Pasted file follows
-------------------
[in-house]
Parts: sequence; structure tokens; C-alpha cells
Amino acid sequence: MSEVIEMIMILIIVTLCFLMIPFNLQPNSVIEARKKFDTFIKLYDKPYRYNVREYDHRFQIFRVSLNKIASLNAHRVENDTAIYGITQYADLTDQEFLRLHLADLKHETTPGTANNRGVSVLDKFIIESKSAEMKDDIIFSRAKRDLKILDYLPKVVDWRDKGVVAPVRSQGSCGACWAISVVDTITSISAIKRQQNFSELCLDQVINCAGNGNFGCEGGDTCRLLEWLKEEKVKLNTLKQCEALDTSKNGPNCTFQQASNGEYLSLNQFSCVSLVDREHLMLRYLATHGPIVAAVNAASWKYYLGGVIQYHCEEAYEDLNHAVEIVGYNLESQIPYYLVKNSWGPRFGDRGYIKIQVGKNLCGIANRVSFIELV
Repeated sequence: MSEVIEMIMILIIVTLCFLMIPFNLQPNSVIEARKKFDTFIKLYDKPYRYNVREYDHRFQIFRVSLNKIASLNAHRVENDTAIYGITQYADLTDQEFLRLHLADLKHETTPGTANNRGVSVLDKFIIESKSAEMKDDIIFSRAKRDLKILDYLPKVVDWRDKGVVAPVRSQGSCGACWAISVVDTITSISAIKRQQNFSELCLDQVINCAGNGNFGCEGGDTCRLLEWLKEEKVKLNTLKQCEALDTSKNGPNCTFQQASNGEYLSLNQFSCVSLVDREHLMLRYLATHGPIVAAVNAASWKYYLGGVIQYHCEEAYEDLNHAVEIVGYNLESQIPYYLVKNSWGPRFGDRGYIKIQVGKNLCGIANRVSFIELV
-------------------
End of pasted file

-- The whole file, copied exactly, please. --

[in-house]
Parts: sequence; structure tokens; C-alpha cells
Amino acid sequence: MSEVIEMIMILIIVTLCFLMIPFNLQPNSVIEARKKFDTFIKLYDKPYRYNVREYDHRFQIFRVSLNKIASLNAHRVENDTAIYGITQYADLTDQEFLRLHLADLKHETTPGTANNRGVSVLDKFIIESKSAEMKDDIIFSRAKRDLKILDYLPKVVDWRDKGVVAPVRSQGSCGACWAISVVDTITSISAIKRQQNFSELCLDQVINCAGNGNFGCEGGDTCRLLEWLKEEKVKLNTLKQCEALDTSKNGPNCTFQQASNGEYLSLNQFSCVSLVDREHLMLRYLATHGPIVAAVNAASWKYYLGGVIQYHCEEAYEDLNHAVEIVGYNLESQIPYYLVKNSWGPRFGDRGYIKIQVGKNLCGIANRVSFIELV
Repeated sequence: MSEVIEMIMILIIVTLCFLMIPFNLQPNSVIEARKKFDTFIKLYDKPYRYNVREYDHRFQIFRVSLNKIASLNAHRVENDTAIYGITQYADLTDQEFLRLHLADLKHETTPGTANNRGVSVLDKFIIESKSAEMKDDIIFSRAKRDLKILDYLPKVVDWRDKGVVAPVRSQGSCGACWAISVVDTITSISAIKRQQNFSELCLDQVINCAGNGNFGCEGGDTCRLLEWLKEEKVKLNTLKQCEALDTSKNGPNCTFQQASNGEYLSLNQFSCVSLVDREHLMLRYLATHGPIVAAVNAASWKYYLGGVIQYHCEEAYEDLNHAVEIVGYNLESQIPYYLVKNSWGPRFGDRGYIKIQVGKNLCGIANRVSFIELV